It is a fact that today it is safer to fly in the U.S.A. than it is to drive.
According to the most recent New York State Department of Motor Vehicles Summary of Motor Vehicle Accidents statistics, of the 256,953 motor vehicle accidents reported annually to police, 168,938- or about 65 percent- involved a personal injury.
If you reside in New York, chances are that you will be involved in at least one serious auto accident during your adult life.
Based on my 33 years of experience in representing motor vehicle accident victims, I would expect that your collision will be either a rear-end, bumper-to-bumper, crash that happens while you are stopped at a red light or a T-bone crash where an oncoming vehicle fails to yield the right of way and attempts to turn left directly into your path resulting most often in their front end smashing in to your driver’s side door area.
While the facts and causes of any particular accident are unpredictable, the way you will be treated by both your insurance carrier and the liability insurance company for the party who hit you are not; the insurance company is not your friend.
The clock starts to run on your legal rights and duties even before the dust and smoke have cleared from the scene of your crash.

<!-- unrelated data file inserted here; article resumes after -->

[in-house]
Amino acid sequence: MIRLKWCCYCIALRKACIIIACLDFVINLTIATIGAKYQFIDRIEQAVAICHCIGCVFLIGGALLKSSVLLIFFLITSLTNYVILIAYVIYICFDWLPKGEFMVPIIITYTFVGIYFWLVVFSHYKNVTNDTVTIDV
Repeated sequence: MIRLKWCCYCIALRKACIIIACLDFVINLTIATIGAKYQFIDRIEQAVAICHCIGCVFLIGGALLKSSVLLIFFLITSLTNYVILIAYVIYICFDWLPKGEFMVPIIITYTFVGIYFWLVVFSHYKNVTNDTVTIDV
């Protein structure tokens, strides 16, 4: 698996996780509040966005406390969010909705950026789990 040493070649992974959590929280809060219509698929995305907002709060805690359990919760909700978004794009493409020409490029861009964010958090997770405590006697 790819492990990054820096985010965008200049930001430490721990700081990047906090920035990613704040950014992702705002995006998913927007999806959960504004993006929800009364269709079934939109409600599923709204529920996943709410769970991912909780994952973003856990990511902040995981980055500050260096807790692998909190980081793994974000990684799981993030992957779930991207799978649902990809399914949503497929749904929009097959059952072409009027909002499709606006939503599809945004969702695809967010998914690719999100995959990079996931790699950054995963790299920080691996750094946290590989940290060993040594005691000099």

There are steps that you must take- things that you are legally required to do- and there are also steps that you should take- things that strengthen your position on the issues of liability and damages- to protect your rights later in the process. Of course nearly all of these steps have deadlines, and there are serious consequences for missing any of the drop dead dates, very few of which the insurance companies will ever inform you of.
- You must immediately report to police all auto accidents that result in personal injury or be in violation of state vehicle and traffic law that could result in either a misdemeanor conviction or, depending on the degree of serious physical injury, a felony.
- You must commence any suit for damages based on the negligent conduct of the other driver within three years of the date of the accident or be forever barred from doing so.
- You must report as soon as reasonably possible all accidents to your auto liability insurance carrier or run the risk of having them disclaim coverages and benefits for your failure to timely notify them of the happening of the event; it is part of your contract with your insurance company, the policy.